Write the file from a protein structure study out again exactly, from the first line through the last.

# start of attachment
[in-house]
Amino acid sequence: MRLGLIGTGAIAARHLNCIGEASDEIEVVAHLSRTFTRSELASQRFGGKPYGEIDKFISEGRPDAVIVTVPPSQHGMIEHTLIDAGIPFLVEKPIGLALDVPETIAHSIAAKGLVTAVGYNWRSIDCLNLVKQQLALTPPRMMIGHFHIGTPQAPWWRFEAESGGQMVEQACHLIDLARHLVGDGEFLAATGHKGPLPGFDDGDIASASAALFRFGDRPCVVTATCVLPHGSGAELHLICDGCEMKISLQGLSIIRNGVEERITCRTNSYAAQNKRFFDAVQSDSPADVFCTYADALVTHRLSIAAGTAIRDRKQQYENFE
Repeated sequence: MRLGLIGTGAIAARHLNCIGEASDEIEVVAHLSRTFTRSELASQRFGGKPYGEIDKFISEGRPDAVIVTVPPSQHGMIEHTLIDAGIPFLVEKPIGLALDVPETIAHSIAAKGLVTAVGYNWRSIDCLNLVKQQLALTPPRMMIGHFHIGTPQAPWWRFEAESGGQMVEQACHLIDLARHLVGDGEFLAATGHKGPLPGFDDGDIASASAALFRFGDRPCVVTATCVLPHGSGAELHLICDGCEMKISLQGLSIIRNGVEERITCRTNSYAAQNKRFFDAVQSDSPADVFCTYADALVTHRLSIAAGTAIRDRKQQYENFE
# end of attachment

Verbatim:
[in-house]
Amino acid sequence: MRLGLIGTGAIAARHLNCIGEASDEIEVVAHLSRTFTRSELASQRFGGKPYGEIDKFISEGRPDAVIVTVPPSQHGMIEHTLIDAGIPFLVEKPIGLALDVPETIAHSIAAKGLVTAVGYNWRSIDCLNLVKQQLALTPPRMMIGHFHIGTPQAPWWRFEAESGGQMVEQACHLIDLARHLVGDGEFLAATGHKGPLPGFDDGDIASASAALFRFGDRPCVVTATCVLPHGSGAELHLICDGCEMKISLQGLSIIRNGVEERITCRTNSYAAQNKRFFDAVQSDSPADVFCTYADALVTHRLSIAAGTAIRDRKQQYENFE
Repeated sequence: MRLGLIGTGAIAARHLNCIGEASDEIEVVAHLSRTFTRSELASQRFGGKPYGEIDKFISEGRPDAVIVTVPPSQHGMIEHTLIDAGIPFLVEKPIGLALDVPETIAHSIAAKGLVTAVGYNWRSIDCLNLVKQQLALTPPRMMIGHFHIGTPQAPWWRFEAESGGQMVEQACHLIDLARHLVGDGEFLAATGHKGPLPGFDDGDIASASAALFRFGDRPCVVTATCVLPHGSGAELHLICDGCEMKISLQGLSIIRNGVEERITCRTNSYAAQNKRFFDAVQSDSPADVFCTYADALVTHRLSIAAGTAIRDRKQQYENFE